Beth Perkin questions the proposal to include Ukip in TV debates
On Monday, major TV broadcasters announced their proposal to include UK Independence Party in the planned TV leader debates for the General Election next year. In response to this proposal, a barrage of angry op-eds have followed, all condemning the fact that the Green Party has been refused such a valuable platform despite having had an MP in Parliament for four years. This is in contrast with Ukip who have barely held their Clacton seat for a week. But to see what has happened as only an unfair exclusion of the Greens is to fall victim to the same kind of mindset that excluded them in the first place.
Critics of the Greens’ exclusion from the debate have cited polling numbers and parliamentary representation in their defense. They argue that the Greens have the same amount of seats (1), and while not flying high in polls with Farage and co., have consistently polled in the same region as the Lib Dems (7%).
But what these critics are neglecting to remember is that there are many other parties that hold more seats than both Ukip and the Greens. Sinn Fein, Plaid Cymru and the Scottish National Party are among the seven parties that hold more seats than these two, while there are five other parties with one seat each. So why is it then that Ukip are the only deserving party of a place in the debate?
Depressingly, what it seems to boil down to is the fact that Ukip has a formidable media machine while the other parties have ineffective, withering ones. Nigel Farage and his cronies may be seen as blithering idiots by a lot of Britain, but, thanks to their PR guru Gawain Towler, we sure as hell know who they are. Ukip, love them or hate them, are everywhere.
To only let the public hear the voices of certain parties undermines the very notion of democracy.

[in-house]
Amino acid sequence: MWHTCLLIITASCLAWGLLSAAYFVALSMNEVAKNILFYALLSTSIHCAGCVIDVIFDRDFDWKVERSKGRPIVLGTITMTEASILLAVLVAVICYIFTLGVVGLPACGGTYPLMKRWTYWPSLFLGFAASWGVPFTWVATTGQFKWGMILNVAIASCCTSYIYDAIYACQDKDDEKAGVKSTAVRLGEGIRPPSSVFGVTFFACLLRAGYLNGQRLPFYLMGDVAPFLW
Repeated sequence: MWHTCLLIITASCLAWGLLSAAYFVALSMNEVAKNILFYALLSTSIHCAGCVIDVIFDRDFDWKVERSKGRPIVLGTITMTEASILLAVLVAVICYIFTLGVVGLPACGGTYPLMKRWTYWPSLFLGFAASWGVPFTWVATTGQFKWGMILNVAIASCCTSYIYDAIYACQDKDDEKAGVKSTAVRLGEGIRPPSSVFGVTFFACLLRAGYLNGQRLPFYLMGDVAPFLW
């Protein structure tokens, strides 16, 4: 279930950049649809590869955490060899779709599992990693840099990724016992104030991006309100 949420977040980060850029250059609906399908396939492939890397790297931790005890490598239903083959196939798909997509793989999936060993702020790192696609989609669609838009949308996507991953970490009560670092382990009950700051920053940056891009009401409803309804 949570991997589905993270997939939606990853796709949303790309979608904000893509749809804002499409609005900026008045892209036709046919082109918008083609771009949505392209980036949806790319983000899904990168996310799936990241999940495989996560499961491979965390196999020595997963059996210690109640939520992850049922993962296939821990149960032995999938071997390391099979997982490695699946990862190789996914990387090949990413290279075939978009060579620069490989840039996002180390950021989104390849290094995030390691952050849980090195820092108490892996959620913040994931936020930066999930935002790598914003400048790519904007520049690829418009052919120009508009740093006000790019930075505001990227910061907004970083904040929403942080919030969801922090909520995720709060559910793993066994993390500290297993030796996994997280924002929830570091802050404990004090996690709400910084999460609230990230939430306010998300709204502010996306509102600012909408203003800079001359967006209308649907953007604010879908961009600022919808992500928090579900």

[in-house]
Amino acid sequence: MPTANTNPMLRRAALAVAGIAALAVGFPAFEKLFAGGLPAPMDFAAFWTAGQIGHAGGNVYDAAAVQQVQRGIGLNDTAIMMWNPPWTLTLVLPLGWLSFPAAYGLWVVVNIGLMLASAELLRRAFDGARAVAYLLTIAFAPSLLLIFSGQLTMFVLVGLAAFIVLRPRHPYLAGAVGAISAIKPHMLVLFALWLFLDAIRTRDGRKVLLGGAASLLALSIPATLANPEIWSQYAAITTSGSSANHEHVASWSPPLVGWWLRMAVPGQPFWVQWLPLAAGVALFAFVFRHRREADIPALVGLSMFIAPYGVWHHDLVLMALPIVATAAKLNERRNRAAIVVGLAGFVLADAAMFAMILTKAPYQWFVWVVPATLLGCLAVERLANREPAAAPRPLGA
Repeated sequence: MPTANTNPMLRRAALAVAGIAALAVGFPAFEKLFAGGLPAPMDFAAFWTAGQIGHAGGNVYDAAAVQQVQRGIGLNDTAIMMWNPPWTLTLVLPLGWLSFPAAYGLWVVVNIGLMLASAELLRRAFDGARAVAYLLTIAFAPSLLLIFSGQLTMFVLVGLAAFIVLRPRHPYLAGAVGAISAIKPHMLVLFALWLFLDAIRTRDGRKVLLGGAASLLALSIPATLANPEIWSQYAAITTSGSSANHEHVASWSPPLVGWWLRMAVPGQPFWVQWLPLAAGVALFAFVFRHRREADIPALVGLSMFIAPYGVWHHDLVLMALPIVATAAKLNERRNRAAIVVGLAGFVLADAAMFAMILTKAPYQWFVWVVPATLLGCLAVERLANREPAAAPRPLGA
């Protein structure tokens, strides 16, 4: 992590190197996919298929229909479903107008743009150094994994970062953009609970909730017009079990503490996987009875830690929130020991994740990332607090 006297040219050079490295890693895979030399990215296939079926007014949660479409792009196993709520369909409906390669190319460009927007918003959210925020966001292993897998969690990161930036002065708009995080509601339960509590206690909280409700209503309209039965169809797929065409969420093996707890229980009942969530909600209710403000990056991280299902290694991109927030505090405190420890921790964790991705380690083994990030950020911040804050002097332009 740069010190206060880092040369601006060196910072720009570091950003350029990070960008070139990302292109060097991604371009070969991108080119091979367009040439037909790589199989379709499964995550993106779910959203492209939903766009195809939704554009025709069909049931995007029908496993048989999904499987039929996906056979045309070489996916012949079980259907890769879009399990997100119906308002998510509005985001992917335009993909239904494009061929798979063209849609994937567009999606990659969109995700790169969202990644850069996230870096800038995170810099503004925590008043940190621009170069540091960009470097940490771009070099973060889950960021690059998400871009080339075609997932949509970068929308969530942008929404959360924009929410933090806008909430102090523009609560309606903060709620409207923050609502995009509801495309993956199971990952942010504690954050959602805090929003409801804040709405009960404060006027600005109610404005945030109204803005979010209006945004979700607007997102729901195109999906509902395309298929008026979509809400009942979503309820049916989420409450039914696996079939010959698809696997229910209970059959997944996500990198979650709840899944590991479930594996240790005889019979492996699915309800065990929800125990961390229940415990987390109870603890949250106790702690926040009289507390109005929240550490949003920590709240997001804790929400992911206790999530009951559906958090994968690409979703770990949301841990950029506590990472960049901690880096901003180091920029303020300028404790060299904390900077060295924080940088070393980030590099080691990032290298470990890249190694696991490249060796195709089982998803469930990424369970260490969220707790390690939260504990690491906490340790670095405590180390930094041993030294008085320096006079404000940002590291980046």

But, if Ukip, a party with just one seat in the Commons are to be invited to a TV debate reflecting the political zeitgeist within the UK, then surely all of these parties should be considered too? The Greens, having brought climate change to the forefront of our political consciousness and kept it there, are just as socially relevant. As are the SNP in light of the recent Scottish referendum.
The proposal to include Ukip in the debate points to a decisive shift in British politics. One that is moving the UK more and more towards a right wing political discourse. The very fact that the media is getting to cherry pick which parties are given this platform is wrong. To only let the public hear the voices of certain, right wing political parties is to limit their knowledge and thus their right to choose, undermining the very notion of democracy.
The debates are supposed to be fair and pluralistic, not used as a way to satisfy the whims and right-wing agendas of our national media. It is not by any means a bad thing that more parties’ voices are heard in the UK. But one voice should not ring louder than the others.
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